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Paxton Town Council to look into water bill waivers in coming year

Jan 24th, 2013 | 0


A request from a Paxton water customer for a one-time bill waiver once again restarted discussion among the Town Council regarding the city’s bill forgiveness policy.

Paxton’s longstanding policy allows for the once-per-lifetime waiver of an unusually high water bill (usually due to problems with the water line or by a slow, unnoticed leak) by scaling back the amount due to be paid. Rather than eliminating a bill altogether, the city instead charges the customer the same amount as their average monthly bill.

The problem, as several members of the Council described it at their Jan. 15 meeting, is that in years past some customers often requested waivers on multiple occasions, whether as a way to work the system or because their income was insufficient to pay for high water bills when accidents happen. In response, the Council several years ago passed an ordinance limiting water bill waivers to one-time-only options.

However, Councilmen Tommy Mathis and Bobby Kemp said that move didn’t solve the problem completely, as the situation is such that some fixed-income customers would not be able to pay a high water bill even if they were willing to do so. Alternatively, other customers that, as the board members said, have the money to pay even repeatedly high water bills and should therefore not always be allowed the same bill forgiveness rights as lower-income customers.

Therefore, Kemp said he and the rest of the Council were definitely interested in looking into a case-by-case screening system to help those who need help the most. A motion to have City Attorney Lori Bytell look into the matter and to provide feedback as to possible changes to the city ordinances relating to the water system met with unanimous approval when put to the vote.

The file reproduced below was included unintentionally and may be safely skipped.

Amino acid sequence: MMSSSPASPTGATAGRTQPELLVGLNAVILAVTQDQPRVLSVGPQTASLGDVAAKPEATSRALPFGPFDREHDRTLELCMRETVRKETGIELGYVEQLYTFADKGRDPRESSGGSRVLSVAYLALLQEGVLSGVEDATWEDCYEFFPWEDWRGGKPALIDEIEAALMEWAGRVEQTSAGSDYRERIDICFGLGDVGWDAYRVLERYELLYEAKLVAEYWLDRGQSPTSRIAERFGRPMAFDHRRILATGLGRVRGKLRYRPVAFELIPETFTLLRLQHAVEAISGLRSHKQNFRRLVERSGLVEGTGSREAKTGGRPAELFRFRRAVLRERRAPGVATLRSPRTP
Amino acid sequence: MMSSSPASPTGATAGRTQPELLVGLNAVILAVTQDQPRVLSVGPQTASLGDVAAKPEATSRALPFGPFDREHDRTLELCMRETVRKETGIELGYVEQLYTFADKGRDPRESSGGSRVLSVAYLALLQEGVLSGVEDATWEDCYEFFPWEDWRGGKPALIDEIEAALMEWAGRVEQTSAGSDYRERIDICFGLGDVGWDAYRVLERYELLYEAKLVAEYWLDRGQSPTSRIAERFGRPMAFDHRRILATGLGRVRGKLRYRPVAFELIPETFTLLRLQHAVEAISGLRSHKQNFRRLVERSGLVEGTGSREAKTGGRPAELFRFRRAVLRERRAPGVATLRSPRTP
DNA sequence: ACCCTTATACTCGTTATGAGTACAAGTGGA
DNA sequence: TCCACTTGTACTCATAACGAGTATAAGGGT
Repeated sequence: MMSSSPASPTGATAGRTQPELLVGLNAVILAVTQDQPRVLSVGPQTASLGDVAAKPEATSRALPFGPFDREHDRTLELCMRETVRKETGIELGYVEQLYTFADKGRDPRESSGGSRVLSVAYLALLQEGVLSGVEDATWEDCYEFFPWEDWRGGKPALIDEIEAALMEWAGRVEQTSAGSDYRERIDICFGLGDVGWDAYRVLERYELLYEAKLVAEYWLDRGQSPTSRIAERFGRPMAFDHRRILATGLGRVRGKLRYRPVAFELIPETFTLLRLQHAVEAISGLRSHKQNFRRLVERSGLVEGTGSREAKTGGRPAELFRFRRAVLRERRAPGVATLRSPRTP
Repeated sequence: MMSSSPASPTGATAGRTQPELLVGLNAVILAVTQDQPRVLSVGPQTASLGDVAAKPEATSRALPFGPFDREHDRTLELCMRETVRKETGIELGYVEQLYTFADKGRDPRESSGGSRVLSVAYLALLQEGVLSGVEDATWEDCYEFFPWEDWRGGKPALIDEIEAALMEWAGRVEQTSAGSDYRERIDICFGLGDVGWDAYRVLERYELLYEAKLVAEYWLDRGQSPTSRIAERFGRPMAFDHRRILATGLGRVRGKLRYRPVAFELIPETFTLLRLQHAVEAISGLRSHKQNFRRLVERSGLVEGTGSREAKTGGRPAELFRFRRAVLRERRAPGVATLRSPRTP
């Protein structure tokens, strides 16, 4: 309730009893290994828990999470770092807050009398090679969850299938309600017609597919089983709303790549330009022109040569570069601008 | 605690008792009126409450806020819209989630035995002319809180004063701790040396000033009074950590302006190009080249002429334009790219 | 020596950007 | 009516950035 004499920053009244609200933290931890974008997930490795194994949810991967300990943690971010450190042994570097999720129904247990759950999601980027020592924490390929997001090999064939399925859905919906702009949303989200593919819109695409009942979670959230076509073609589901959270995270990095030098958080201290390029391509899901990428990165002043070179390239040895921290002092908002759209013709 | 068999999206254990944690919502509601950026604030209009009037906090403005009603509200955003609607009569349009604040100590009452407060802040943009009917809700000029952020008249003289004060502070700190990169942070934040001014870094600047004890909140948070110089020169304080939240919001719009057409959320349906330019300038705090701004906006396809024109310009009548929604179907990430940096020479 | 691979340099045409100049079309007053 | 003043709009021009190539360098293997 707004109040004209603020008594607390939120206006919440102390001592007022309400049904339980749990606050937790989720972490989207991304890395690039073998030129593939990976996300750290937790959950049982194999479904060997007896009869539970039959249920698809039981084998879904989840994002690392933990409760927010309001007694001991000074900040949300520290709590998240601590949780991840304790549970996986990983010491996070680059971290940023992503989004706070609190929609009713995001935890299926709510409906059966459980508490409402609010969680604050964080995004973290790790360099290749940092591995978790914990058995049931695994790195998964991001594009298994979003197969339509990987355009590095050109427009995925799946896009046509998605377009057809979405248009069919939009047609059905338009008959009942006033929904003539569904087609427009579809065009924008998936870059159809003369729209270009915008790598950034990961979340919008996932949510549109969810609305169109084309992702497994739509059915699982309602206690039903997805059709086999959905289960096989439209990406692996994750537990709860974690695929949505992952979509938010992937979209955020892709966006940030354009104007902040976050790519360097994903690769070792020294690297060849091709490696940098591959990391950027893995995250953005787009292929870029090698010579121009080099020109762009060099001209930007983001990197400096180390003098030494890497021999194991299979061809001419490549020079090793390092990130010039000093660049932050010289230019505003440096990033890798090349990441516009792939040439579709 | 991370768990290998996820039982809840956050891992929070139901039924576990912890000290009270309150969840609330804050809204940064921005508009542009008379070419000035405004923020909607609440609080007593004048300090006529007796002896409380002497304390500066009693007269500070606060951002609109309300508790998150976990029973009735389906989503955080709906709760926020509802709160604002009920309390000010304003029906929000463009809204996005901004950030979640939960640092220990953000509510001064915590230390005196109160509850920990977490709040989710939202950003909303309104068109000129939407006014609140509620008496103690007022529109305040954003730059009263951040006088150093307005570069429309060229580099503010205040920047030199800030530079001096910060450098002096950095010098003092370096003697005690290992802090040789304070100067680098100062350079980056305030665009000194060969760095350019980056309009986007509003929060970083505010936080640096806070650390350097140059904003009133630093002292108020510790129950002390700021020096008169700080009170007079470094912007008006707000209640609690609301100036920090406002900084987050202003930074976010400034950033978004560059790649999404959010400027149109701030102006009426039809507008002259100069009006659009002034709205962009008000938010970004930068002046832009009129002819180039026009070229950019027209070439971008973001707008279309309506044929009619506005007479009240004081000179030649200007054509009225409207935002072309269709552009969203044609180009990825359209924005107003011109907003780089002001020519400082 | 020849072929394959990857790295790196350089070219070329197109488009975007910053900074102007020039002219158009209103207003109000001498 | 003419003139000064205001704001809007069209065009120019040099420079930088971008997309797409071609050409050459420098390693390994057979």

“This is something that needs to be taken care of, but not on account of the people who can afford [to pay their bills all the time],” Kemp said. “I’m talking about the people who cannot afford it. People drawing $600 or $800 a month cannot afford such as that. I’m for the people less fortunate than we are.”

The remainder of the meeting was devoted to handling old business, which primarily involved an update by Mayor Hayward Thomas on the progress of renovations to the city’s stock barn. Thomas said work was coming right along, with the exterior of the building completely painted in primer awaiting additional coats. The Council unanimously agreed to purchase 26-gauge metal roofing with a galvanized finish (in order to maintain the barn’s historical appearance) for the building from Baker Metal Works & Supply, Inc., the low-bidder on the project.

There was also some talk of eventually having the stock barn submitted for inclusion on the National Registry of Historic Places upon completion of the building’s renovation.

The agenda at the meeting was also to have included a presentation on City Resolution 12-03, which deals with updated employee policies. However, Bytell, who was to present the report to the Council, was not in attendance at the meeting and so further discussion on the resolution was tabled until the next regularly scheduled meeting on Tuesday, Feb. 19.

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